Tuesday Reads: Delusional Republicans, Complicit Media, and Lots More

off-to-see-the-wizard

Good Morning!!

Yesterday the House Republicans made a so-called “counteroffer” to President Obama’s initial proposal for avoiding the fiscal cliff that basically consists of the Romney/Ryan plan that voters already rejected. The plan called for cutting Medicare by raising the eligibility age to 67, cutting Social Security by change the COLA, and supposedly “raising revenues” without raising rates on the rich–with specifics to be determined next year.

The White House rejected the offer immediately as basically a joke and will not be making a counteroffer, according to CNN’s Jessica Yellin.

Senior administration officials said the offer House Speaker John Boehner submitted to the White House on Monday wasn’t serious enough to merit a counter-proposal from the administration. So the president’s team plans to wait for the GOP to come around on the idea of raising tax rates or let the nation go over the fiscal cliff.

In a statement Monday White House Communications Director Dan Pfeiffer blasted the Republican plan, arguing it “does not meet the test of balance. In fact, it actually promises to lower rates for the wealthy and sticks the middle class with the bill.”

Like Dorothy in The Wizard of Oz, Republicans have gone over the rainbow and have lost touch with reality. They simply can’t accept that they lost the election, and they just aren’t in “Kansas” anymore.

The talk in DC is that the Republicans have talked about a “doomsday plan,” actually another tantrum in which they metaphorically throw themselves down on the House floor screaming and kicking until they get their way. According to ABC News’ Jonathan Karl:

Republicans are seriously considering a Doomsday Plan if fiscal cliff talks collapse entirely. It’s quite simple: House Republicans would allow a vote on extending the Bush middle class tax cuts (the bill passed in August by the Senate) and offer the President nothing more: no extension of the debt ceiling, nothing on unemployment, nothing on closing loopholes. Congress would recess for the holidays and the president would face a big battle early in the year over the debt ceiling.

Two senior Republican elected officials tell me this doomsday plan is becoming the most likely scenario. A top GOP House leadership aide confirms the plan is under consideration, but says Speaker Boehner has made no decision on whether to pursue it.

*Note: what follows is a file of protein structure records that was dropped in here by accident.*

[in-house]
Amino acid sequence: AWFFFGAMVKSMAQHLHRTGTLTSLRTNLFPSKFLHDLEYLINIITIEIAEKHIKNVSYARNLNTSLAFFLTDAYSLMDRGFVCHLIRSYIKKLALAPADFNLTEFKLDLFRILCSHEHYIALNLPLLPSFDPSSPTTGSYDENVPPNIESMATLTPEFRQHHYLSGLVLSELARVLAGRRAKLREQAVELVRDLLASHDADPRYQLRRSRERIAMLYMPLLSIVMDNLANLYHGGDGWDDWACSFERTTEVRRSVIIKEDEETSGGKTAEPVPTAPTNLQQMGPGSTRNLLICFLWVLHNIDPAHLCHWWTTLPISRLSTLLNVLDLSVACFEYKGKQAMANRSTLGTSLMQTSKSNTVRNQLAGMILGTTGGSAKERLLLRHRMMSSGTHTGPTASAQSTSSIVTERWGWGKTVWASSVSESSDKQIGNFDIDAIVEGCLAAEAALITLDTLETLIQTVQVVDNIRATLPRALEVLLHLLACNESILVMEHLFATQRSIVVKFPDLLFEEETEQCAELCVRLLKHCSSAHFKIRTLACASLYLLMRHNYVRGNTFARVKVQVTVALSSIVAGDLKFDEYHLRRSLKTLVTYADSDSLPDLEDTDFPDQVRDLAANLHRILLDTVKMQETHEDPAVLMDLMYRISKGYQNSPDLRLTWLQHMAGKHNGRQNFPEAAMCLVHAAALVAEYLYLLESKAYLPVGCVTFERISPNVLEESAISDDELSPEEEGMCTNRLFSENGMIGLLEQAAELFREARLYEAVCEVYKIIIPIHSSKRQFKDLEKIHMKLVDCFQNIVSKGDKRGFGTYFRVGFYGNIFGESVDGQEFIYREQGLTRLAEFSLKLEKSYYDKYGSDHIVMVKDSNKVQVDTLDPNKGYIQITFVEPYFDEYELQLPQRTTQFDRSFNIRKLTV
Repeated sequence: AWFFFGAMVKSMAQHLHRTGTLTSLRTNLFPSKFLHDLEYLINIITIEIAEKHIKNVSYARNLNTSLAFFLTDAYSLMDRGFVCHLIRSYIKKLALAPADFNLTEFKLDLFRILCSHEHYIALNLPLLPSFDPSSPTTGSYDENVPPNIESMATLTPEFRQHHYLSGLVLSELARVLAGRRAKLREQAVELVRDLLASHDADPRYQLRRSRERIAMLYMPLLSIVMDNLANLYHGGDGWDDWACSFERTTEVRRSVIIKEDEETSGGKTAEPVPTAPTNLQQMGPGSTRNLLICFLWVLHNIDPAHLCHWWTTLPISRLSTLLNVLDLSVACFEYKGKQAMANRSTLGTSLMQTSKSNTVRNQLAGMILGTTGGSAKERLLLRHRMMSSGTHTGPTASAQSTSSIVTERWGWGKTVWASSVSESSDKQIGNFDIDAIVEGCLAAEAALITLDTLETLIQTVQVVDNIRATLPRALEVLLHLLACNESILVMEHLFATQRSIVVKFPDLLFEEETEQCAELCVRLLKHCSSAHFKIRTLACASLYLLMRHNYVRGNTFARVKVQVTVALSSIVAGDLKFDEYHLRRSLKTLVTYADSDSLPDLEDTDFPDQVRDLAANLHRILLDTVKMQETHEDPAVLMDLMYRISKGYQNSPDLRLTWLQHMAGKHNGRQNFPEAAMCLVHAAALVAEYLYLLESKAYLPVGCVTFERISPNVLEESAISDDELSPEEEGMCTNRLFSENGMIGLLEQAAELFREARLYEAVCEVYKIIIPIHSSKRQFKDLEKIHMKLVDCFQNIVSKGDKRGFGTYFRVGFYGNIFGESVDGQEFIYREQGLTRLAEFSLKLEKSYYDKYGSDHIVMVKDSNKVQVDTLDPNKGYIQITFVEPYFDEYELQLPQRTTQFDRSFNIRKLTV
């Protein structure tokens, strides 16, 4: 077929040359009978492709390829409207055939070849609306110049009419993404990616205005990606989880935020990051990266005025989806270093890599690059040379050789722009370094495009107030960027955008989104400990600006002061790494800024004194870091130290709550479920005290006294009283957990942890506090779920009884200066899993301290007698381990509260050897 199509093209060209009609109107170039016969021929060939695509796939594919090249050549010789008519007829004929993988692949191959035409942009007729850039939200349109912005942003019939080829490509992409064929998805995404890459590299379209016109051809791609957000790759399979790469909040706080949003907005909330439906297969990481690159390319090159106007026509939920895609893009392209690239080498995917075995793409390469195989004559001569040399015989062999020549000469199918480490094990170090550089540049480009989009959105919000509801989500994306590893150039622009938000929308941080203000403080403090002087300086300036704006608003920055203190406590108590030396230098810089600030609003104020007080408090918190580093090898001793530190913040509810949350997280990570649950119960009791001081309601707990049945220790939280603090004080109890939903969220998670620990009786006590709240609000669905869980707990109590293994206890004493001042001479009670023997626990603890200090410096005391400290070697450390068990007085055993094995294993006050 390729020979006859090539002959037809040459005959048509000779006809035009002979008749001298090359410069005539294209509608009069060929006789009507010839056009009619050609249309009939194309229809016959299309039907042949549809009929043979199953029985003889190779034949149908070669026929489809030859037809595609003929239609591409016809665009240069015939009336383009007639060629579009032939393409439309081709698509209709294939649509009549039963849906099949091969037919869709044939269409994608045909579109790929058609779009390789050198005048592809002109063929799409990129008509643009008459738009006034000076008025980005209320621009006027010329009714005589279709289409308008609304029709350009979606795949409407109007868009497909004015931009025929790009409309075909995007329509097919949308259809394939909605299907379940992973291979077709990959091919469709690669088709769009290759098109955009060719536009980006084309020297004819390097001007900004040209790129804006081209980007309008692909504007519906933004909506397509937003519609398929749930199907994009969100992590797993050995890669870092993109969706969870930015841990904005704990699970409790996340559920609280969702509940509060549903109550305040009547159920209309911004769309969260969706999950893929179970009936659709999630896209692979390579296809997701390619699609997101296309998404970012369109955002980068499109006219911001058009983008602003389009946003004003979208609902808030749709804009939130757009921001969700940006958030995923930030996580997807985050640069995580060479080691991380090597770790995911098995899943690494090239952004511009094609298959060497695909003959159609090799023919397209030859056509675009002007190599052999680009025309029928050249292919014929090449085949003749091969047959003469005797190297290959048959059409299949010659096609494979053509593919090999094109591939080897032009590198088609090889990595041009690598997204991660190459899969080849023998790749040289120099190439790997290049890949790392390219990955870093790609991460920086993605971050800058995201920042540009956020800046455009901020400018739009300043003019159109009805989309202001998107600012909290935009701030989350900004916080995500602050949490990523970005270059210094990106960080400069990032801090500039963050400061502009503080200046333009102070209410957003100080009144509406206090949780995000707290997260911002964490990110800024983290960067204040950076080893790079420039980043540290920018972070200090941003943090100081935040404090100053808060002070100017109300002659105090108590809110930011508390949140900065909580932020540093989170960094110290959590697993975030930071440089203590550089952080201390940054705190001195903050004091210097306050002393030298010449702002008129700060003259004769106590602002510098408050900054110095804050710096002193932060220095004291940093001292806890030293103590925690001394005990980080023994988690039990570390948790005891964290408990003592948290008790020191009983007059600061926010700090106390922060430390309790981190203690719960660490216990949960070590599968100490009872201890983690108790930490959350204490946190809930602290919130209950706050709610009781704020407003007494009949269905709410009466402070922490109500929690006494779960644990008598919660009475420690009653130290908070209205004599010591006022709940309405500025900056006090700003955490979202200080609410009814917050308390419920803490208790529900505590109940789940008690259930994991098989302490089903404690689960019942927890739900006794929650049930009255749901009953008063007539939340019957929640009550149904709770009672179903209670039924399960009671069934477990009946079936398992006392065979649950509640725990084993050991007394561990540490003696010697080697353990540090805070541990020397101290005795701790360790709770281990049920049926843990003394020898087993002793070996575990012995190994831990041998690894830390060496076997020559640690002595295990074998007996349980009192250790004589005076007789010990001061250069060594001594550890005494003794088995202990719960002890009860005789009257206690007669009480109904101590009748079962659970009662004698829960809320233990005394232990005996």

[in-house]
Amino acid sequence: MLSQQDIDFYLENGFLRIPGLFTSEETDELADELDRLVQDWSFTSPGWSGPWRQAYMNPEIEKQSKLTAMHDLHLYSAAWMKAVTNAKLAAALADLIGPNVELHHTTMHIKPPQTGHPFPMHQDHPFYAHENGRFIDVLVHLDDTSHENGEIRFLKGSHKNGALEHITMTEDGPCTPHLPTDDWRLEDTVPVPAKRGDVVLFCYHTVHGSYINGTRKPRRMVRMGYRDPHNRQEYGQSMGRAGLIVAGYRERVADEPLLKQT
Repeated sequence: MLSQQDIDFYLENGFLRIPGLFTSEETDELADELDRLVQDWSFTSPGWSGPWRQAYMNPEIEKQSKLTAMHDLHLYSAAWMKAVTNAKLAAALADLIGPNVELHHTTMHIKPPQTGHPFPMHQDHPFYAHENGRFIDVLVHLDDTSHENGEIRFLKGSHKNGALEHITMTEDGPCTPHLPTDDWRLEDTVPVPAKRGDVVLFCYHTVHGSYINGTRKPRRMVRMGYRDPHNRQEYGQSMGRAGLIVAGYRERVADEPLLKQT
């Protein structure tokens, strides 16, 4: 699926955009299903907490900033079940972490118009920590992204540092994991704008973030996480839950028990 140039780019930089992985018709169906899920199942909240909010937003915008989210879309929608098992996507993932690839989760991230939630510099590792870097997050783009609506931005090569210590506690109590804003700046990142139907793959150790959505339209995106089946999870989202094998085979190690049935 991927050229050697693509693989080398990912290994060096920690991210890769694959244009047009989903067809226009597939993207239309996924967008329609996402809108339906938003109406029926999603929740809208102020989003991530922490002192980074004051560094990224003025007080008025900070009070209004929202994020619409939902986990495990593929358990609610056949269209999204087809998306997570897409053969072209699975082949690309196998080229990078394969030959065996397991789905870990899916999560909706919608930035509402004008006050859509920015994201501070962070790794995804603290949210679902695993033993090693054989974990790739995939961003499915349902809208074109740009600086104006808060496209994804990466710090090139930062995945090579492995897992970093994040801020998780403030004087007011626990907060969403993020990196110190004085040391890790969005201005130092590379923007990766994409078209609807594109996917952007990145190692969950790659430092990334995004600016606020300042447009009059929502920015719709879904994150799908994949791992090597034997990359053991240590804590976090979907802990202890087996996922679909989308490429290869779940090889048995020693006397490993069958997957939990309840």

Under one variation of this Doomsday Plan, House Republicans would allow a vote on extending only the middle class tax cuts and Republicans, to express disapproval at the failure to extend all tax cuts, would vote “present” on the bill, allowing it to pass entirely on Democratic votes.

It’s a mystery what Republicans think they would gain by doing this, so I guess the childish temper tantrum metaphor continues to fit.

What bothers me even more than the Republicans’ nonsensical refusal to accept reality is that the media has apparently decided to go over the rainbow too and pretend that the childish tantrums make some kind of sense. During the presidential campaign, I got the feeling that corporate “journalists” were beginning to face up to reality when they began actually admitting that Mitt Romney’s was telling bald-faced lies with regularity. But no–they’re returned to the default position of pretending that “both sides do it.” A few days ago, Michael Grunwald wrote a great piece about this at Time’s Swampland blog: Fiscal Cliff Fictions: Let’s All Agree to Pretend the GOP Isn’t Full of It.

It’s really amazing to see political reporters dutifully passing along Republican complaints that President Obama’s opening offer in the fiscal cliff talks is just a recycled version of his old plan, when those same reporters spent the last year dutifully passing along Republican complaints that Obama had no plan. It’s even more amazing to see them pass along Republican outrage that Obama isn’t cutting Medicare enough, in the same matter-of-fact tone they used during the campaign to pass along Republican outrage that Obama was cutting Medicare.